In this issue, Bernice sets out with her goblin friend to find the source of the music that’s bringing the dead back to life in Harrow County. It’s World War II, and many of the dead are soldiers who are bringing comfort to the families upon their return; however, there are also dark forces coming back and taking the living with them.
This is a really fun tale. While it may not be as spooky as the original series, it has the heart and soul of it. It has the joy of bringing this dark world of magic to life. I actually cackled gleefully at one point while reading this issue.
So far, there is a fundamental difference in between Tales from Harrow County and the original run of Harrow County. Harrow County was about a character and what she represented. The world and the lore expanded from there. Tales from Harrow County is about a character dealing with a situation that is not personally related to her, and while this is still a good, enjoyable story, the stakes haven’t felt as high. Now this might change, as most series by Cullen Bunn expand and grow as they continue along. I’m definitely not going anywhere, and I’m genuinely curious to see where this series will go next, especially if we’re going to find out more about who Bernice is and where her powers come from.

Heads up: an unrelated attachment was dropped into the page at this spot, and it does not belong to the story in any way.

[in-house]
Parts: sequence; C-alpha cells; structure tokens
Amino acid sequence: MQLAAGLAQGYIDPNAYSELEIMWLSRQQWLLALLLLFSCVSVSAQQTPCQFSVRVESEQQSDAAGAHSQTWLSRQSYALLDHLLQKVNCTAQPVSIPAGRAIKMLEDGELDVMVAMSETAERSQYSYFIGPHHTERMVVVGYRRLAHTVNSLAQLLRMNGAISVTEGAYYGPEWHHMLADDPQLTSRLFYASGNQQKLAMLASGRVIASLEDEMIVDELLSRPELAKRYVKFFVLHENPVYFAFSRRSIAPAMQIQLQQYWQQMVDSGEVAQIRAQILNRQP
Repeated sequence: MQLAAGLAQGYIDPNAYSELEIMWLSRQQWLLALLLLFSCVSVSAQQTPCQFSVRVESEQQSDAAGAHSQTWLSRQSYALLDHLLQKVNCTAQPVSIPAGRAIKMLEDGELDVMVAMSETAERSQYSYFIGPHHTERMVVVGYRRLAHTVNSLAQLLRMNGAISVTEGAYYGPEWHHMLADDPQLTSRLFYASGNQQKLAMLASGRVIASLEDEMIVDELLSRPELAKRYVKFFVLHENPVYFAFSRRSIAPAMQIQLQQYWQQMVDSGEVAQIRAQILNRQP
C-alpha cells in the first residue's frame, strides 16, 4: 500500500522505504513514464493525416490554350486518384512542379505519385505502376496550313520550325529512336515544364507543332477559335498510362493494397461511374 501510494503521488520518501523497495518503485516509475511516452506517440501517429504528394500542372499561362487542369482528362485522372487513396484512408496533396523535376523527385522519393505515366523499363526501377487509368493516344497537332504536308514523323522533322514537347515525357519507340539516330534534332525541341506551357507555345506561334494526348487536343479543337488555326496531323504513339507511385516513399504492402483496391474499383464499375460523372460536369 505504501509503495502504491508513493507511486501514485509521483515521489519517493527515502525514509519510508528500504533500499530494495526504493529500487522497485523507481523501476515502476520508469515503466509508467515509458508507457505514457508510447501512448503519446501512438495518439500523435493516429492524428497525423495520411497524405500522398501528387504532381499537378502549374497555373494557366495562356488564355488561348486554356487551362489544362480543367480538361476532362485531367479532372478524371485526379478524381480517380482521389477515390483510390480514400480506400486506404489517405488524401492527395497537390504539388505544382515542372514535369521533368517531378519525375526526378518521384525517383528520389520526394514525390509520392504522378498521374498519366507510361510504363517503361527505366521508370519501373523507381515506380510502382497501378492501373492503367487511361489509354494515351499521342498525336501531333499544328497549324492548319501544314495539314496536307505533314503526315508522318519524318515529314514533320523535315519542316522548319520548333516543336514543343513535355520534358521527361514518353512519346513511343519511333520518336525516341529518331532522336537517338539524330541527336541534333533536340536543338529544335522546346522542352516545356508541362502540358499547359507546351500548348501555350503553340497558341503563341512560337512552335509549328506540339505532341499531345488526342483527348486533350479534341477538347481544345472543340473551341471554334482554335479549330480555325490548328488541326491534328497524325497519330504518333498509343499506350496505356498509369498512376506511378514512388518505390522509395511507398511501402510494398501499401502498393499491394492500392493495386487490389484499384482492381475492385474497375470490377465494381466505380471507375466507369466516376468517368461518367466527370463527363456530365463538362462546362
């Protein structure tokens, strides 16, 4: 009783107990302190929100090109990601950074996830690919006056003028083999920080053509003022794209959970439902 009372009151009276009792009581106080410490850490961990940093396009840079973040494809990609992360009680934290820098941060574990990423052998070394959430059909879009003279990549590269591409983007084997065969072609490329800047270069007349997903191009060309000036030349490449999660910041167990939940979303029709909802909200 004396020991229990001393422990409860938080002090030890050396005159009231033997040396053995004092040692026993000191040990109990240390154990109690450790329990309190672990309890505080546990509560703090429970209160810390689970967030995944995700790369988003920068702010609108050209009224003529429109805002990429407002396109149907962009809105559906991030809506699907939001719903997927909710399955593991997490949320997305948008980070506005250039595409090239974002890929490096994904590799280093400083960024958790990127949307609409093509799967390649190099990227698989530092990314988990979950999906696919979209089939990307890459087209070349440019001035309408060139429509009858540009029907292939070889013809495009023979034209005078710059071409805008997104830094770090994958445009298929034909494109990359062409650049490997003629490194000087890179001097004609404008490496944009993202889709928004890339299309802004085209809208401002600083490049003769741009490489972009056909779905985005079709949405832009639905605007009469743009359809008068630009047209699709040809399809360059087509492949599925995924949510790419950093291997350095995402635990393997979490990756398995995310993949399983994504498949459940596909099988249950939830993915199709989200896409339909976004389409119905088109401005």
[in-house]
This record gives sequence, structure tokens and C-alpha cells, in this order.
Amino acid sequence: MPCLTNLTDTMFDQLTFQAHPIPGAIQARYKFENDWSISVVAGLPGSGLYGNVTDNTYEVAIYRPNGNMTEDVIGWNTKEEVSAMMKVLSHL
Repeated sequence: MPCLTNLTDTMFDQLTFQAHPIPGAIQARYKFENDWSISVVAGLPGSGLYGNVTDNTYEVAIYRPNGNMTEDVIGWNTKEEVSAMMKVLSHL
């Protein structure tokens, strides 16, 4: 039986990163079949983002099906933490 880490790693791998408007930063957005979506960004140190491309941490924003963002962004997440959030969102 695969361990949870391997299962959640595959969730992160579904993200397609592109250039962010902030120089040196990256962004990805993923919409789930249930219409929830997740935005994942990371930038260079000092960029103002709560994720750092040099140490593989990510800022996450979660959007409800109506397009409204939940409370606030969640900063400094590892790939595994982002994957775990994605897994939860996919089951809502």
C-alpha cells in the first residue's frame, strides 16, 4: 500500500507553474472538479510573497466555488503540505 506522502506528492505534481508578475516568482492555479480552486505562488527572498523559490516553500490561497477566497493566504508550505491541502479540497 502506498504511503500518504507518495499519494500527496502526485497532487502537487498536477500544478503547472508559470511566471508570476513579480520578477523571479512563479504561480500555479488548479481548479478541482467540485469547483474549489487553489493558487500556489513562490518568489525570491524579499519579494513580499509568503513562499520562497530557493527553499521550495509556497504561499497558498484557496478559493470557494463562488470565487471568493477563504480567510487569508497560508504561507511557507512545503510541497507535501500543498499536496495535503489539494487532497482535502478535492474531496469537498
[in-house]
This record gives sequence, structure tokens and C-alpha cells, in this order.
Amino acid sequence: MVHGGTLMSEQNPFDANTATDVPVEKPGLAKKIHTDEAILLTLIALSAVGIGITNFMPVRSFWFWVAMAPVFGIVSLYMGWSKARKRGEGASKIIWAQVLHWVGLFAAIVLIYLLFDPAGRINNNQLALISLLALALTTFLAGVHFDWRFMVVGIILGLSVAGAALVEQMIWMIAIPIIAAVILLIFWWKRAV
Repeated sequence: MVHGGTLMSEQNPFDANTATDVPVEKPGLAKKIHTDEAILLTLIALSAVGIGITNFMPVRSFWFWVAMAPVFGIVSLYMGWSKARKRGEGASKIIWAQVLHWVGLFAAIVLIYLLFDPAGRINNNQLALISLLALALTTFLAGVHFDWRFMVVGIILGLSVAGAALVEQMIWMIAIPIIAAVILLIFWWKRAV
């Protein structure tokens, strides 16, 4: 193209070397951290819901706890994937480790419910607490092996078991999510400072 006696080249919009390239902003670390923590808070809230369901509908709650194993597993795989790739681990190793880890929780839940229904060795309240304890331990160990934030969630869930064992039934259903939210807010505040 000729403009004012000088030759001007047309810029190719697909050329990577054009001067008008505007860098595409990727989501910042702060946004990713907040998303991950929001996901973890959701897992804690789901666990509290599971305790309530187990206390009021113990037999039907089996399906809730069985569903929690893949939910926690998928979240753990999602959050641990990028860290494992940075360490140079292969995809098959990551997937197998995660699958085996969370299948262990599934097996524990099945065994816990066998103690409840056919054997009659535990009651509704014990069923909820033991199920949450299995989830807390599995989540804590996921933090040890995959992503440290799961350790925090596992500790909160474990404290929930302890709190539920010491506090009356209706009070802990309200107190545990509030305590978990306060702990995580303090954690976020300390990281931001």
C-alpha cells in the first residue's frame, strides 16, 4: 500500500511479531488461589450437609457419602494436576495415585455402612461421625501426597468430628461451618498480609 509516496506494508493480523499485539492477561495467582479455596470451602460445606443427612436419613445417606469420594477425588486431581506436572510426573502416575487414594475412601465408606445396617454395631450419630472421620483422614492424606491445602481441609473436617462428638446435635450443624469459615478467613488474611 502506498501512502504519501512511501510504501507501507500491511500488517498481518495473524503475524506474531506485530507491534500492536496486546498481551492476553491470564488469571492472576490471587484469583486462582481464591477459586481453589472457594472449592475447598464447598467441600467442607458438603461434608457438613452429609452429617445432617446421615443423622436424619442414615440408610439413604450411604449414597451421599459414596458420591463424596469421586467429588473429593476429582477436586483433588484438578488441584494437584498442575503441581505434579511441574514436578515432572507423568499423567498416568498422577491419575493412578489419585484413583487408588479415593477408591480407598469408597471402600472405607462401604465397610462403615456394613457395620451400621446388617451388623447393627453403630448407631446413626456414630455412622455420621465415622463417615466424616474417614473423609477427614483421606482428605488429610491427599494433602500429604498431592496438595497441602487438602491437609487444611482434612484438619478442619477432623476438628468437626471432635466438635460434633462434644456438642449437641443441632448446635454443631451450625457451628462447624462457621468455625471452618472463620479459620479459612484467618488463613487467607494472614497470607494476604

#StoriesMatter because they make us want to know more about the characters in the story. They create empathy, and that empathy can very easily grow into our daily lives. Bunn and Crook, despite the differences with the original series, are creating multi-dimensional characters that you genuinely want to know more about. You want to understand them. These are valuable skills to take into the real world.
Creative Team: Cullen Bunn and Tyler Crook (creators), Cullen Bunn (script), Naomi Franquiz (art), Tyler Crook (letters), Daniel Chabon (editor) Chuck Howitt (assistant editor)
Publisher: Dark Horse Comics
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